solution.


#9
      More than 30 years ago I took a photography class.  If my
memory still serves me correctly, one of the chemicals used in the
print making process was made from pure citric acid.  It was sold
as glacial, or possibly galactic acid.  Very nasty in its undiluted
form but very inexpensive. Perhaps this might be used to make a
pickeling solution. 

No, what you are thinking of is Acetic acid or Glacial Acetic acid
which are used in developing black and white photography paper.

Jim Binnion

James Binnion Metal Arts
Phone (360) 756-6550
Toll Free (877) 408 7287
Fax (360) 756-2160


@James_Binnion
Member of the Better Business Bureau


#10
one of the chemicals used in the print making process was made from
pure citric acid.  It was sold as glacial, or possibly galactic
acid. 

NO NO NO!! “Glacial” refers to acetic acid, and it is indeed nasty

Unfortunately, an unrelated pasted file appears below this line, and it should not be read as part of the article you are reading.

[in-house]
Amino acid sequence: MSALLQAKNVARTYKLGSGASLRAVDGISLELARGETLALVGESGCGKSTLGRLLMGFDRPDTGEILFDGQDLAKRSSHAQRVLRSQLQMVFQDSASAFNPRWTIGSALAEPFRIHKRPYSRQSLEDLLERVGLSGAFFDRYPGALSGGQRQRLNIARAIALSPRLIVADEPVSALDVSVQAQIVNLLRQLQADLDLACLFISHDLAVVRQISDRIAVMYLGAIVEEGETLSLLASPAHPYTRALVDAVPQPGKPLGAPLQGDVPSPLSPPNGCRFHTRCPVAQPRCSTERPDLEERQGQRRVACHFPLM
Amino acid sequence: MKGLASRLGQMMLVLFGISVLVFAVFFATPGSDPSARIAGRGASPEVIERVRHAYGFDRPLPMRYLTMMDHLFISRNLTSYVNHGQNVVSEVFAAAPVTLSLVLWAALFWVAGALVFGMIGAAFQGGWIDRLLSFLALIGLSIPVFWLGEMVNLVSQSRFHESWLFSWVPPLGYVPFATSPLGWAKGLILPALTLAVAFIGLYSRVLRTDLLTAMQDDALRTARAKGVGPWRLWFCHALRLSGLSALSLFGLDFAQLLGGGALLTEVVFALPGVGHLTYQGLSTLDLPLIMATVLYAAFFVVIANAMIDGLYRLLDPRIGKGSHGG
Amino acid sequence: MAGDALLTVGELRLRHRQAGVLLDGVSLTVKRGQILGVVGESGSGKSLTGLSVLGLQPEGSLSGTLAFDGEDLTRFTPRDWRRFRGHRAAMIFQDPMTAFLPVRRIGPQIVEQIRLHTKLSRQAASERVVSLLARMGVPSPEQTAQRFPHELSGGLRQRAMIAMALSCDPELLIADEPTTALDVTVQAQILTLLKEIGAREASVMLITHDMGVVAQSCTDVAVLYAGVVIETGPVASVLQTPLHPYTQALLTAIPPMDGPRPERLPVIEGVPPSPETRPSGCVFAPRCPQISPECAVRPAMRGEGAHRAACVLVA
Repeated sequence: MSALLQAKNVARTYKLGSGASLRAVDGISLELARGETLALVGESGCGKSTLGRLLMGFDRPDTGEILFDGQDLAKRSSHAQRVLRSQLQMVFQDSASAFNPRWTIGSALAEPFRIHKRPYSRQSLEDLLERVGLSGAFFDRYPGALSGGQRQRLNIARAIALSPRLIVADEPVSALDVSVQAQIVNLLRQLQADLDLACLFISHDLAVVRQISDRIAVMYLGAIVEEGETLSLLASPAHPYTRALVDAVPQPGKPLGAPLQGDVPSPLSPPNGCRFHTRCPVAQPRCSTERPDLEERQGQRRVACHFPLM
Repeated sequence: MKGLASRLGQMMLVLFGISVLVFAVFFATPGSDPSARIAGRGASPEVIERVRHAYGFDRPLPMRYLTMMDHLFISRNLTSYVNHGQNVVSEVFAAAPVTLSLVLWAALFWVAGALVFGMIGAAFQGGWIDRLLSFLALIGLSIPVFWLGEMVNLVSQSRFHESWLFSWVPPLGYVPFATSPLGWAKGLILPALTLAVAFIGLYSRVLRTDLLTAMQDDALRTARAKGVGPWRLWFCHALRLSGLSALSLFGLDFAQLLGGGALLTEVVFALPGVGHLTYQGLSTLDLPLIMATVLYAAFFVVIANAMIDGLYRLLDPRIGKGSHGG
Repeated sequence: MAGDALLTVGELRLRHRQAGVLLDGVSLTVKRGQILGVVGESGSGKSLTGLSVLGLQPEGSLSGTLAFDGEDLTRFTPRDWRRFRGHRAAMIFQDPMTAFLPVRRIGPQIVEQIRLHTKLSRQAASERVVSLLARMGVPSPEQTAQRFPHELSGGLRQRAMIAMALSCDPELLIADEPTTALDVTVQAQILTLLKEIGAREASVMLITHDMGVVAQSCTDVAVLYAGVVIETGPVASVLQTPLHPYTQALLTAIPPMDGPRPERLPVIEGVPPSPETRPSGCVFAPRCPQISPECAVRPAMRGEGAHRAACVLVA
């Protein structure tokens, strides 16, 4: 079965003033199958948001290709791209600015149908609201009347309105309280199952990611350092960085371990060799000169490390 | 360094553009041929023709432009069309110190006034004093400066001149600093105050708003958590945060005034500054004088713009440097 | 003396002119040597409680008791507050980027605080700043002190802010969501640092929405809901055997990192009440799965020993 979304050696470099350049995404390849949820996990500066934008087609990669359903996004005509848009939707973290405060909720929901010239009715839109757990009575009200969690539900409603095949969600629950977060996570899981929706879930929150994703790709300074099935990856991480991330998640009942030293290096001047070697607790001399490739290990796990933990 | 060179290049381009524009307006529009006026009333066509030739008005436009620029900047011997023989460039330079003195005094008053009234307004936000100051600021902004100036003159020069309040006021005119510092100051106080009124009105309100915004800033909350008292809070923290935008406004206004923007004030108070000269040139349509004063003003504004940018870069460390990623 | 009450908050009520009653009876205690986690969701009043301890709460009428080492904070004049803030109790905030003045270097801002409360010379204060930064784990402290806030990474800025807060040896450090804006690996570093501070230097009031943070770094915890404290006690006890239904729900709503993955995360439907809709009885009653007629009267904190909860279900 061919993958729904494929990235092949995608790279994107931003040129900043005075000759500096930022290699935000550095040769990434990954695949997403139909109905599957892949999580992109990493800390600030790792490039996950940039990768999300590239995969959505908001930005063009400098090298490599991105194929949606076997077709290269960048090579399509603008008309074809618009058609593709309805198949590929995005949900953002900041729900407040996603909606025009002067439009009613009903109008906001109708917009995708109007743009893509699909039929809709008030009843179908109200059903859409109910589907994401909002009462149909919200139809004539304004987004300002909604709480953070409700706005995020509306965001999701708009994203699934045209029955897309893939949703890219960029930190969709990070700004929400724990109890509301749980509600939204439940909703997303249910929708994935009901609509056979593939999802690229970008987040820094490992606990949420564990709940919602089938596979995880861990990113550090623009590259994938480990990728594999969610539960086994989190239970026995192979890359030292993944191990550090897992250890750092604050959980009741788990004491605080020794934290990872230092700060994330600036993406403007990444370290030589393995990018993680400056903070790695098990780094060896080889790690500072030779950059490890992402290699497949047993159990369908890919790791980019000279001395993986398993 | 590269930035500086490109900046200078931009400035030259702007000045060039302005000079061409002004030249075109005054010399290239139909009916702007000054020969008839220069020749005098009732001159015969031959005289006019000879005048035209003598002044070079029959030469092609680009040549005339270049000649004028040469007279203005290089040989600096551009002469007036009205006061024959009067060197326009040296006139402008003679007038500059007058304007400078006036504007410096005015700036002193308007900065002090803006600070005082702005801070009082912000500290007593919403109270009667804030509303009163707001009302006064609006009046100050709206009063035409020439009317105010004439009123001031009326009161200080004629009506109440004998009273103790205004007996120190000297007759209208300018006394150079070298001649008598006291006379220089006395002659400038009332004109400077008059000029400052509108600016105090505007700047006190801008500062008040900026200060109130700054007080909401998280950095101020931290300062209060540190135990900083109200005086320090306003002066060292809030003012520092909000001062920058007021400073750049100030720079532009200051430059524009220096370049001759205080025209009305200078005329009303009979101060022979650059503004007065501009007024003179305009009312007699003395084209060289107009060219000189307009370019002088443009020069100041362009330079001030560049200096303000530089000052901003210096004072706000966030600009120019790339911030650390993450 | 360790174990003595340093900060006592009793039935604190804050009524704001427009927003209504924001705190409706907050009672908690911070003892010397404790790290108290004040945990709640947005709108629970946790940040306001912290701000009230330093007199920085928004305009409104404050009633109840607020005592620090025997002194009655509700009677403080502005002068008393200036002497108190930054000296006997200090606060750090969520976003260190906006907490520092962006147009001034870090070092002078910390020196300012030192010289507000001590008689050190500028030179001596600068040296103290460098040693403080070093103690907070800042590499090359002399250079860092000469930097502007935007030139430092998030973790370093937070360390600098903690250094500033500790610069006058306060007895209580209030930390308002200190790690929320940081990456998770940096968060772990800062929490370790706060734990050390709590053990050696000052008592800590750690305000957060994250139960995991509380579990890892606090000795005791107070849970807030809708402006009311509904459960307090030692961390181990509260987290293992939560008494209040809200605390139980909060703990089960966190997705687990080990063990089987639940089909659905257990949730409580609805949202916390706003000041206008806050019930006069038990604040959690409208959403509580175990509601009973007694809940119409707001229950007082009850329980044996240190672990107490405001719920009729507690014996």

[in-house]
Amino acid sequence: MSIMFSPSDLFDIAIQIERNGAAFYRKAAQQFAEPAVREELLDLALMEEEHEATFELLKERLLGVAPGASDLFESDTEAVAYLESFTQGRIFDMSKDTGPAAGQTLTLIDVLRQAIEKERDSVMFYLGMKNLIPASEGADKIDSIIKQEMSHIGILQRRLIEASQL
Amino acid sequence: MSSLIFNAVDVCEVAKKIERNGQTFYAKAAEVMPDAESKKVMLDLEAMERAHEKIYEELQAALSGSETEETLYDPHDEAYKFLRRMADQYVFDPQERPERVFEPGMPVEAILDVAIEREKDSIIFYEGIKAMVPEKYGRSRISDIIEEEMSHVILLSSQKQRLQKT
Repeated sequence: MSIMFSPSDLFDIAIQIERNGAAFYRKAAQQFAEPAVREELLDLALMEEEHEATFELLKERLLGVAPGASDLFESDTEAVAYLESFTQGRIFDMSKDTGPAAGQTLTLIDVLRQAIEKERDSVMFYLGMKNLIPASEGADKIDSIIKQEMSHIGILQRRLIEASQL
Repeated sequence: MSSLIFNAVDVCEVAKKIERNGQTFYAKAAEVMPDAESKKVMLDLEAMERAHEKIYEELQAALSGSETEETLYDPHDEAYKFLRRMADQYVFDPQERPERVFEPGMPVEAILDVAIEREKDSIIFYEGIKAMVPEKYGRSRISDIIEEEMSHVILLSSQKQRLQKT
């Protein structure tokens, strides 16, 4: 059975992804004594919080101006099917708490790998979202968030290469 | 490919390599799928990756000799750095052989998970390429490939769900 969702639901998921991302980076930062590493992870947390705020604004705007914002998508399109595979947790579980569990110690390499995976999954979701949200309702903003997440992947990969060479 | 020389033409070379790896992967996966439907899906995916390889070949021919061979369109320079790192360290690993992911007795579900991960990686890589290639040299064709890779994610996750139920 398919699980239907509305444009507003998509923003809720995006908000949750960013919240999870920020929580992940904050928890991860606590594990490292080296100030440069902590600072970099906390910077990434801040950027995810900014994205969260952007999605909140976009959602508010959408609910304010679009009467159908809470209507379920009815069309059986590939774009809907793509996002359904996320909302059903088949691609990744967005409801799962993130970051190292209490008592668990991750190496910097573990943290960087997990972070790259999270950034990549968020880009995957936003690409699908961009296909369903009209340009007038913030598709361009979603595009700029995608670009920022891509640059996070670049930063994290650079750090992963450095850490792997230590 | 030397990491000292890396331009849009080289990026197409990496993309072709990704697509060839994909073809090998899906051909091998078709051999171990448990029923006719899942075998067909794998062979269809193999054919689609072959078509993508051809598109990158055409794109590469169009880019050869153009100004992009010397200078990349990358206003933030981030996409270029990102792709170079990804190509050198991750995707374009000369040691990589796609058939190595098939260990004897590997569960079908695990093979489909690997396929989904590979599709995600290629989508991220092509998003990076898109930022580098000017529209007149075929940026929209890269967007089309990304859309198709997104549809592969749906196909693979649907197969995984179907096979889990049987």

stuff at those concentrations. In its very dilute natural
occurrences it’s vinegar, but don’t make the mistake of thinking
acetic acid is just concentrated food!

Tas
www.earthlywealth.com


#11
I took a photography class.   one of the chemicals used in the
print making process was made from pure citric acid.  It was sold
as glacial, or possibly galactic acid.  Very nasty in its undiluted
form but very inexpensive. Perhaps this might be used to make a
pickeling solution. 

G’day. My memory doesn’t always work either, but the chemical
mostly used in photography was called an ‘acid stop bath,’ after
development was complete. Some used sodium bisulphate, but almost
any acidic substance would do. I never heard of citric acid being
used; I used common or garden vinegar - which is dilute acetic acid

  • cheap and easily come by.

The full strength acetic acid is called ‘glacial’ because it freezes